I never served in the Marine Corps, but I can tell you I have the RESPECT driven into me but the greatest man I will ever know Sgt James R Kelley USMC retired
Thank God for the United States Marines
This is a pic of my special Marine. PFC1 Joshua J. Garcia. He graduated on Sept. 14, 2007, he then went to North Carolina for 21/2 months, now he is stationed at Camp Pendleton, San Diego, Ca. We are truly proud of him. And I his mama think that he is particularly handsome. Marine Mom Jessie Stuart
"We hold these truths to be self-evident, that all men are created equal, that they are endowed by their creator with certain unalienable rights, that among these are life, liberty and the pursuit of happiness. That to secure these rights, governments are instituted among men, deriving their just powers from the consent of the governed."
How perplexing to hear Marines banter about one MOS being better than another.
It takes about 30 seconds of TV to understand the Paris Hilton's, 20-something year-old sports "heroes" are way different from anyone in uniform. Although the self-absorbed, never-served, insulated private citizens have changed with each new conflict, the military has not changed much. Anyone who has earned the right to wear a US military uniform is a breed apart from the rest of us. Especially the tip of the spear warrior Marine Corps.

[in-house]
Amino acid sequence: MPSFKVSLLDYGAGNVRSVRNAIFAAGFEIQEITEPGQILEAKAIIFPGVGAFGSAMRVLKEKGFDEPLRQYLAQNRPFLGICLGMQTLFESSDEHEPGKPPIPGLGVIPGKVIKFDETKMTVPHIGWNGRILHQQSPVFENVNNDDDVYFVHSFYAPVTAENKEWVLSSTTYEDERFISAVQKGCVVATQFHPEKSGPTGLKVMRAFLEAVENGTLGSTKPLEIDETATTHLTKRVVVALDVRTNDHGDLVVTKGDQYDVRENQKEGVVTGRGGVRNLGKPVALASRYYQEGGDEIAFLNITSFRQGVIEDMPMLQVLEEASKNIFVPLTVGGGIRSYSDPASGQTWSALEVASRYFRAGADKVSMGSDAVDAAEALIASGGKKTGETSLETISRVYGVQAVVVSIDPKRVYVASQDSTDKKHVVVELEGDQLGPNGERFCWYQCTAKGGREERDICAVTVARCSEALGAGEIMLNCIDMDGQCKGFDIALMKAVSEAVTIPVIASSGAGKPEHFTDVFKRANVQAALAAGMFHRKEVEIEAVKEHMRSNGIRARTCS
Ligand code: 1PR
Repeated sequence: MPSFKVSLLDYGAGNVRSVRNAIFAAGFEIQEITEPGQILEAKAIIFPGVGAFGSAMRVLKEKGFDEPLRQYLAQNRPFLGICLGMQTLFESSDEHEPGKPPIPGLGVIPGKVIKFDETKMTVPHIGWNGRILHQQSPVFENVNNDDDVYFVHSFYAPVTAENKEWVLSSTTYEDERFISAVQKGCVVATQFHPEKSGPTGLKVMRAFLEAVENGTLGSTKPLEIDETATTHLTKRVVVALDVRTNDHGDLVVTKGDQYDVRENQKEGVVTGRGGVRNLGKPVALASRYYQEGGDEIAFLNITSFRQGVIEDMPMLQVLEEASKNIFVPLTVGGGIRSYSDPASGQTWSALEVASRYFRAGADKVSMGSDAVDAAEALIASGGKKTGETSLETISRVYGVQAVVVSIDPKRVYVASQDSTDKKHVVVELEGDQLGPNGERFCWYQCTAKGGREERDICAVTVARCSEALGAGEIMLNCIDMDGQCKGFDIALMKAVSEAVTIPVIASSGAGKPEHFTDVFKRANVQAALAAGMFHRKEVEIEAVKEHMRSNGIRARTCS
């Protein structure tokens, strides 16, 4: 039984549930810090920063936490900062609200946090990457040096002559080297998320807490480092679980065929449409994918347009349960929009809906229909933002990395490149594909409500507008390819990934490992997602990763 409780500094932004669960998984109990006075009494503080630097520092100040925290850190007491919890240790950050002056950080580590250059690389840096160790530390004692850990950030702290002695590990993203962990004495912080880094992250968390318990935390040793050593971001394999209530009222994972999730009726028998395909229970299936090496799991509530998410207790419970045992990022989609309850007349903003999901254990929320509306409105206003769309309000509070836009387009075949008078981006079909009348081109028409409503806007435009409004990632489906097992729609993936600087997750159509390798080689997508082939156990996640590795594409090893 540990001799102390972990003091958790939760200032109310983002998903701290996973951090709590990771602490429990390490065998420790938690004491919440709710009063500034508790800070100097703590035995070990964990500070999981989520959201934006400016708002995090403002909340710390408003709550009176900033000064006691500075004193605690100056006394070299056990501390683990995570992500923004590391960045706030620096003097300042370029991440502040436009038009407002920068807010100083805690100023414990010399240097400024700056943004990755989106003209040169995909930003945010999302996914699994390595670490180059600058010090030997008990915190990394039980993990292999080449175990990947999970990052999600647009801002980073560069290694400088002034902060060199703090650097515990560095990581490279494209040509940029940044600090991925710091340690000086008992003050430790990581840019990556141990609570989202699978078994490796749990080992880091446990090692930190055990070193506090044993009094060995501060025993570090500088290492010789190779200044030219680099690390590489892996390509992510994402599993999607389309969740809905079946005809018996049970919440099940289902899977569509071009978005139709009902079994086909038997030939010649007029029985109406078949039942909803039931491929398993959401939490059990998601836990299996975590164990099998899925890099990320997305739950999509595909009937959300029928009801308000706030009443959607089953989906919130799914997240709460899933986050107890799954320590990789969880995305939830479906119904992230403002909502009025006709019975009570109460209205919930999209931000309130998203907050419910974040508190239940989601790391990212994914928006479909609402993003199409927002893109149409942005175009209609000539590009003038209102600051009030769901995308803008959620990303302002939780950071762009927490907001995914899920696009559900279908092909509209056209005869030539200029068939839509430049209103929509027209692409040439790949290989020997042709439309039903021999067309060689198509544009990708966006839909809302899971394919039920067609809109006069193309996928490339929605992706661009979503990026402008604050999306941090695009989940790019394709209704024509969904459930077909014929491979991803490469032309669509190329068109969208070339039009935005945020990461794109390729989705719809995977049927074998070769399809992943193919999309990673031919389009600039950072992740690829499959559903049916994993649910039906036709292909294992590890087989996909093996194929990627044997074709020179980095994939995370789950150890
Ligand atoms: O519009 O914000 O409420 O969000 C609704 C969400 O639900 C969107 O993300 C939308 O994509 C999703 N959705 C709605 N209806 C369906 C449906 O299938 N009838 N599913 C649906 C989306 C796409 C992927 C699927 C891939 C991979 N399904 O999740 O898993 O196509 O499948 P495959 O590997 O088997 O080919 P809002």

Proud Marine Mom
Excessive Sgt. Grit customer
Daughter WWII Bronze-star combatant
"Tyranny, like h&ll, is not easily conquered; yet we have this consolation with us, that the harder the conflict, the more glorious the triumph."
Once again we have had reports of the American military killing civilians in Iraq. Within the month American forces captured video tapes demonstrating the training of Iraqi boys learning the techniques to pull occupants from vehicles to beat and execute them. We may feel what we feel about this issue, but what we must not do is pass judgment upon our men and women who face hair trigger decisions. Remind those who are enraged with the killing of civilians about a simple fact: the terrorists dress as civilians; they live among the civilians; they hide behind the civilians and they expend the civilians as they choose. The renowned mythologist, Joseph Campbell, clarified this issue in one of his seminal books: he stated that when you join the army or put on a uniform,
"You're giving up your personal life and accepting a socially determined manner of life in the service of the society of which you are a member. That is why I think it is obscene to judge people in terms of civil law for performances they render in the time of war. They were acting not as individuals, they were acting as agents of something above them and to which they had by dedication given themselves. To judge them as though they were individual human beings is totally improper."
The Power of Myth
Guns, Lima Co.
Submitted By Stoney North
Peace Time Marine